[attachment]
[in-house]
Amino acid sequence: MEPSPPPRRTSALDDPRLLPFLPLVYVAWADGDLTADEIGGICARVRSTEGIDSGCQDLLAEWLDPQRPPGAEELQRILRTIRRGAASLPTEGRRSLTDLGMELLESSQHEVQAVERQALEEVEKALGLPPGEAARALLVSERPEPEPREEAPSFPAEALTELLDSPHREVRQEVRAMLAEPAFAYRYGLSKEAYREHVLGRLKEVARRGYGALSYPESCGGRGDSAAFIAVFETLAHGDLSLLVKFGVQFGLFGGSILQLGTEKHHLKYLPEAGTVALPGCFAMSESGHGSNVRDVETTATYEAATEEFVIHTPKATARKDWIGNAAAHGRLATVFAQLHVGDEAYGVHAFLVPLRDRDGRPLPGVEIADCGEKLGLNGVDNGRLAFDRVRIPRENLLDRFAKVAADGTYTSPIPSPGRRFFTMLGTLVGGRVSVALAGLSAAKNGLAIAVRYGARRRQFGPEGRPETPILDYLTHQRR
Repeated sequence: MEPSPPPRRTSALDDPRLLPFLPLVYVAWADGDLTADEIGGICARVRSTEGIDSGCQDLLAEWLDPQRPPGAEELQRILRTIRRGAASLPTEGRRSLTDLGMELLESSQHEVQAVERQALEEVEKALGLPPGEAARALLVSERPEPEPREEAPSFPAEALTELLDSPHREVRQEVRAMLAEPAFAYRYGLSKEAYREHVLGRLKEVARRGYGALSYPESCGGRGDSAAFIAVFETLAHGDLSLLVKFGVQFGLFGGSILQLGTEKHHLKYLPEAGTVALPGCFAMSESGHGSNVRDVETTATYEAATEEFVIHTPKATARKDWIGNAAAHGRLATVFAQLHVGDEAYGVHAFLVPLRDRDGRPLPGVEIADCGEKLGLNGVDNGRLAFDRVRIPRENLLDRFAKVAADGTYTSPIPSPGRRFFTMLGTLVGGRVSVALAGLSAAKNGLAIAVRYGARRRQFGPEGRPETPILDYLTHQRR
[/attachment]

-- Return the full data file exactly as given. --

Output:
[in-house]
Amino acid sequence: MEPSPPPRRTSALDDPRLLPFLPLVYVAWADGDLTADEIGGICARVRSTEGIDSGCQDLLAEWLDPQRPPGAEELQRILRTIRRGAASLPTEGRRSLTDLGMELLESSQHEVQAVERQALEEVEKALGLPPGEAARALLVSERPEPEPREEAPSFPAEALTELLDSPHREVRQEVRAMLAEPAFAYRYGLSKEAYREHVLGRLKEVARRGYGALSYPESCGGRGDSAAFIAVFETLAHGDLSLLVKFGVQFGLFGGSILQLGTEKHHLKYLPEAGTVALPGCFAMSESGHGSNVRDVETTATYEAATEEFVIHTPKATARKDWIGNAAAHGRLATVFAQLHVGDEAYGVHAFLVPLRDRDGRPLPGVEIADCGEKLGLNGVDNGRLAFDRVRIPRENLLDRFAKVAADGTYTSPIPSPGRRFFTMLGTLVGGRVSVALAGLSAAKNGLAIAVRYGARRRQFGPEGRPETPILDYLTHQRR
Repeated sequence: MEPSPPPRRTSALDDPRLLPFLPLVYVAWADGDLTADEIGGICARVRSTEGIDSGCQDLLAEWLDPQRPPGAEELQRILRTIRRGAASLPTEGRRSLTDLGMELLESSQHEVQAVERQALEEVEKALGLPPGEAARALLVSERPEPEPREEAPSFPAEALTELLDSPHREVRQEVRAMLAEPAFAYRYGLSKEAYREHVLGRLKEVARRGYGALSYPESCGGRGDSAAFIAVFETLAHGDLSLLVKFGVQFGLFGGSILQLGTEKHHLKYLPEAGTVALPGCFAMSESGHGSNVRDVETTATYEAATEEFVIHTPKATARKDWIGNAAAHGRLATVFAQLHVGDEAYGVHAFLVPLRDRDGRPLPGVEIADCGEKLGLNGVDNGRLAFDRVRIPRENLLDRFAKVAADGTYTSPIPSPGRRFFTMLGTLVGGRVSVALAGLSAAKNGLAIAVRYGARRRQFGPEGRPETPILDYLTHQRR